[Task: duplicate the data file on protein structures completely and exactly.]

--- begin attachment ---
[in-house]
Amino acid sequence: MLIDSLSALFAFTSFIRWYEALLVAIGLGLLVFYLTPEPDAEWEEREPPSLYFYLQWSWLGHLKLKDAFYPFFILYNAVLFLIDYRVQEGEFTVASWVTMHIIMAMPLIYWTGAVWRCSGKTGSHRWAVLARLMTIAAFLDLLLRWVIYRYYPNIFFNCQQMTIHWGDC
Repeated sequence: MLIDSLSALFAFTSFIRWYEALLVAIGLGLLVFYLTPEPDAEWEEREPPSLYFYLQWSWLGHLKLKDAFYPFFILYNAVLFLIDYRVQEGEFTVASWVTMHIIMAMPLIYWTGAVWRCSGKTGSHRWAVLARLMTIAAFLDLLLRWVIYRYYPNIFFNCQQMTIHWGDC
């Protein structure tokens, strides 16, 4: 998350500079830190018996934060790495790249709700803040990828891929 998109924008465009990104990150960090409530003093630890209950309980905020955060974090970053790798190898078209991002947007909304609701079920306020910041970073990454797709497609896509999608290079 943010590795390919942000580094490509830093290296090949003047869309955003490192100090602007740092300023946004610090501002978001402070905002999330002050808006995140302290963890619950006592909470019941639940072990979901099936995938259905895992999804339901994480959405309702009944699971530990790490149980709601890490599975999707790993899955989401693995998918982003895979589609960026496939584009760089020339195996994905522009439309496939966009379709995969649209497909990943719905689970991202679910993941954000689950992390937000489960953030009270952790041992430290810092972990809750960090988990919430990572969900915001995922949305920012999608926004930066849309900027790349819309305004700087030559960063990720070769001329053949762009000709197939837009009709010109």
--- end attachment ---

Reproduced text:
[in-house]
Amino acid sequence: MLIDSLSALFAFTSFIRWYEALLVAIGLGLLVFYLTPEPDAEWEEREPPSLYFYLQWSWLGHLKLKDAFYPFFILYNAVLFLIDYRVQEGEFTVASWVTMHIIMAMPLIYWTGAVWRCSGKTGSHRWAVLARLMTIAAFLDLLLRWVIYRYYPNIFFNCQQMTIHWGDC
Repeated sequence: MLIDSLSALFAFTSFIRWYEALLVAIGLGLLVFYLTPEPDAEWEEREPPSLYFYLQWSWLGHLKLKDAFYPFFILYNAVLFLIDYRVQEGEFTVASWVTMHIIMAMPLIYWTGAVWRCSGKTGSHRWAVLARLMTIAAFLDLLLRWVIYRYYPNIFFNCQQMTIHWGDC
């Protein structure tokens, strides 16, 4: 998350500079830190018996934060790495790249709700803040990828891929 998109924008465009990104990150960090409530003093630890209950309980905020955060974090970053790798190898078209991002947007909304609701079920306020910041970073990454797709497609896509999608290079 943010590795390919942000580094490509830093290296090949003047869309955003490192100090602007740092300023946004610090501002978001402070905002999330002050808006995140302290963890619950006592909470019941639940072990979901099936995938259905895992999804339901994480959405309702009944699971530990790490149980709601890490599975999707790993899955989401693995998918982003895979589609960026496939584009760089020339195996994905522009439309496939966009379709995969649209497909990943719905689970991202679910993941954000689950992390937000489960953030009270952790041992430290810092972990809750960090988990919430990572969900915001995922949305920012999608926004930066849309900027790349819309305004700087030559960063990720070769001329053949762009000709197939837009009709010109």